Re-narrating the past with Sarah Turner
Sarah Turner’s experimental film, Perestroika, is ostensibly a journey on the trans-Siberian railway. However, conflicting dialogues quickly shatter any concept of reality in a film that seeks to explore the limitless ways of experiencing time, bringing us to our ultimate destination, subjectivity.
With this in mind, Turner explains her choice of title, "the film is an active reconstruction, a re-enactment, a renarration. Perestroika is Russian for re-construction but that was an ideological project. I play with ideas around ideology and storytelling, the relationship between the stories we tell about ourselves and the stories other people tell about us."
To the first-time viewer, the experience is perhaps comparable to reading a novel and Turner’s film can be described in literary terms, "I spent years writing feature films commissioned by BFI and Film4 Lab but I also write short stories. I got really frustrated with the restrictions of a screenplay. Writing for film isn’t about language or prose so what I tried to do in this film was experiment with processes of writing."
Turner weaves several narrative strands together to produce a film that confronts many aspects of human experience. Sensations are important, characters complain of hot and cold which has dual meaning within the film’s context: "it is explicitly an environmental allegory. Hot and cold represent the relationship between inside and outside. Inside the train is boiling because of the heaters and thick glass but you’re passing through a freezing landscape. In the developed world we sit in our overheated units while outside our planet heats up. The change is evident in the landscape itself. There are great swathes without snow and they’re harvesting wheat, in December, in Siberia.’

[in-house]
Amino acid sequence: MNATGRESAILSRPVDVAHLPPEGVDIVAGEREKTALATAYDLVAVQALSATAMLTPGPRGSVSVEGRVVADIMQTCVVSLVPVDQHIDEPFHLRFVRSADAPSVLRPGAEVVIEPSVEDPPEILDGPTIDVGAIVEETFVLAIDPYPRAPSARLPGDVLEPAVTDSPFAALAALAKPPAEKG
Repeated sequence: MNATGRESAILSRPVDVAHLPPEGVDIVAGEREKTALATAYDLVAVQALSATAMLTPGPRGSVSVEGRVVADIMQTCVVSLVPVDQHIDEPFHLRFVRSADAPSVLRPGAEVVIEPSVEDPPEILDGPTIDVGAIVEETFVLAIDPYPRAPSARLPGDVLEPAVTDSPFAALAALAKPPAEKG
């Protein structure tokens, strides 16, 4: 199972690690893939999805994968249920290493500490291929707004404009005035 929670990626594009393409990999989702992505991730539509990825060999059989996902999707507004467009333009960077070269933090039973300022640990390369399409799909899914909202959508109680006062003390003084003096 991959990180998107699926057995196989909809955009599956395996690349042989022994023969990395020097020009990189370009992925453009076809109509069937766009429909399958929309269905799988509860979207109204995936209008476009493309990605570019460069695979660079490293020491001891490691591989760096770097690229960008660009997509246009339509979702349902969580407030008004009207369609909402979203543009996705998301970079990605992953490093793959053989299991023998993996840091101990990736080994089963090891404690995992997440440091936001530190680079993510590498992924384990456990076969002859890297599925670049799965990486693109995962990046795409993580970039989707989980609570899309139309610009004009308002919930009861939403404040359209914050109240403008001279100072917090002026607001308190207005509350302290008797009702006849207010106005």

The film opens and closes on the waves and rising steam of sub-zero Lake Baikal, another environmental phenomenon: "This is actually happening. The character Sarah Turner is mad by this point, she has been moved to a delusional space and experiences water being on fire. I then twinned this with the sense of loss after death of my friend and imagined my own fictional death, very much in the Russian tradition of mad person as visionary."
The film is also a ghost story, "A ghost is a story in our culture, it’s the stories you hold of ones you have lost and that they hold of you. Who are we if the other isn’t here to hold our story? It’s the same with this idea of Perestroika. Who are we when culture is renarrated? In the film there are recordings of both my deceased friends singing. But I, the character Sarah Turner, is also a ghost because she is someone without memory. I play with the idea that a photograph is a mini-death. The moment we are photographed in will never exist again."
Turner’s film references influential thinkers such as Judith Butler and Roland Barthes making her work intellectually challenging, how does she feel about audience perceptions? "We’re living in an interesting cultural moment. To push the boundaries of the languages that you work with is expected in any art form but for some reason that’s not happening as much in cinema. It’s not that audiences don’t want to be challenged but it is commercial. That doesn’t mean we’re going to throw our hands up and say ‘capitalism has won’. If you compare film with music, we know pop music is produced to make money and sell records to kids. We like diversity and difficulty in music as a popular cultural formbut is also a commodity. In music it is sellable to be innovative and risk-taking."
Fribourg International Film Festival (FIFF) and Edinburgh International Film Festival (EIFF) are pleased to announce their collaboration on an ambitious retrospective called The History of Iranian Cinema by Its Creators.